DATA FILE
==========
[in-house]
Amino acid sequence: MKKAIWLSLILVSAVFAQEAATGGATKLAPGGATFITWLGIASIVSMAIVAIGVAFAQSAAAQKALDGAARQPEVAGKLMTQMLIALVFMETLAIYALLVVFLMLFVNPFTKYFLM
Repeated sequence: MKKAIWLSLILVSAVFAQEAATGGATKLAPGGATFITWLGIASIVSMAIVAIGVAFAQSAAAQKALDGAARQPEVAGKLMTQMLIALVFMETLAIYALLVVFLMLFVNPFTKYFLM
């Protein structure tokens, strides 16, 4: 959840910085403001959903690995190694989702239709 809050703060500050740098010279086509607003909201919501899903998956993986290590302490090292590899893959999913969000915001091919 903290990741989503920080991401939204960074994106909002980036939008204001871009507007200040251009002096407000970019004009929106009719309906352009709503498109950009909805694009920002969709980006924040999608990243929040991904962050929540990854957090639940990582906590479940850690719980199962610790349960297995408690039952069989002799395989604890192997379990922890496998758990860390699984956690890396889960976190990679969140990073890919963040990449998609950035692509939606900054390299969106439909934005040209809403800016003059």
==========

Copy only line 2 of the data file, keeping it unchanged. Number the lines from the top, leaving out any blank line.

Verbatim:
Amino acid sequence: MKKAIWLSLILVSAVFAQEAATGGATKLAPGGATFITWLGIASIVSMAIVAIGVAFAQSAAAQKALDGAARQPEVAGKLMTQMLIALVFMETLAIYALLVVFLMLFVNPFTKYFLM